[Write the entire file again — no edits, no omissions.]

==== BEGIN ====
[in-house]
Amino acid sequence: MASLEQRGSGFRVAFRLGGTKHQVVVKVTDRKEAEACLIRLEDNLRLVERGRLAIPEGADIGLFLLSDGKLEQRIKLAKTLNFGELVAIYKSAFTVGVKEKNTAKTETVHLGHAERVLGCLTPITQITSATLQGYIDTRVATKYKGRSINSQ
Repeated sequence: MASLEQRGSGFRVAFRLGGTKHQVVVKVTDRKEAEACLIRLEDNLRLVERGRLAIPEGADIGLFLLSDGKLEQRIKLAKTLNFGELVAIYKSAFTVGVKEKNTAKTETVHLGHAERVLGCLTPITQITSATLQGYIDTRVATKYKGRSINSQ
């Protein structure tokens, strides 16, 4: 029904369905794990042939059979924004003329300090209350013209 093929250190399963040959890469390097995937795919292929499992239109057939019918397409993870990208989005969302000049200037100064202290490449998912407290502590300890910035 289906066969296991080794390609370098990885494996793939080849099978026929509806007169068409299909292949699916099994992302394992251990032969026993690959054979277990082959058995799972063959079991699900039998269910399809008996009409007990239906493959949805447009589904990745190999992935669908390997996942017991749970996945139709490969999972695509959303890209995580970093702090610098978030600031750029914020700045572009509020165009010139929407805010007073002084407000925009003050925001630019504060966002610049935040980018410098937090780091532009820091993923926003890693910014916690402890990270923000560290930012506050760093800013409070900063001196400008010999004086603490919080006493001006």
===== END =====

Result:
[in-house]
Amino acid sequence: MASLEQRGSGFRVAFRLGGTKHQVVVKVTDRKEAEACLIRLEDNLRLVERGRLAIPEGADIGLFLLSDGKLEQRIKLAKTLNFGELVAIYKSAFTVGVKEKNTAKTETVHLGHAERVLGCLTPITQITSATLQGYIDTRVATKYKGRSINSQ
Repeated sequence: MASLEQRGSGFRVAFRLGGTKHQVVVKVTDRKEAEACLIRLEDNLRLVERGRLAIPEGADIGLFLLSDGKLEQRIKLAKTLNFGELVAIYKSAFTVGVKEKNTAKTETVHLGHAERVLGCLTPITQITSATLQGYIDTRVATKYKGRSINSQ
């Protein structure tokens, strides 16, 4: 029904369905794990042939059979924004003329300090209350013209 093929250190399963040959890469390097995937795919292929499992239109057939019918397409993870990208989005969302000049200037100064202290490449998912407290502590300890910035 289906066969296991080794390609370098990885494996793939080849099978026929509806007169068409299909292949699916099994992302394992251990032969026993690959054979277990082959058995799972063959079991699900039998269910399809008996009409007990239906493959949805447009589904990745190999992935669908390997996942017991749970996945139709490969999972695509959303890209995580970093702090610098978030600031750029914020700045572009509020165009010139929407805010007073002084407000925009003050925001630019504060966002610049935040980018410098937090780091532009820091993923926003890693910014916690402890990270923000560290930012506050760093800013409070900063001196400008010999004086603490919080006493001006």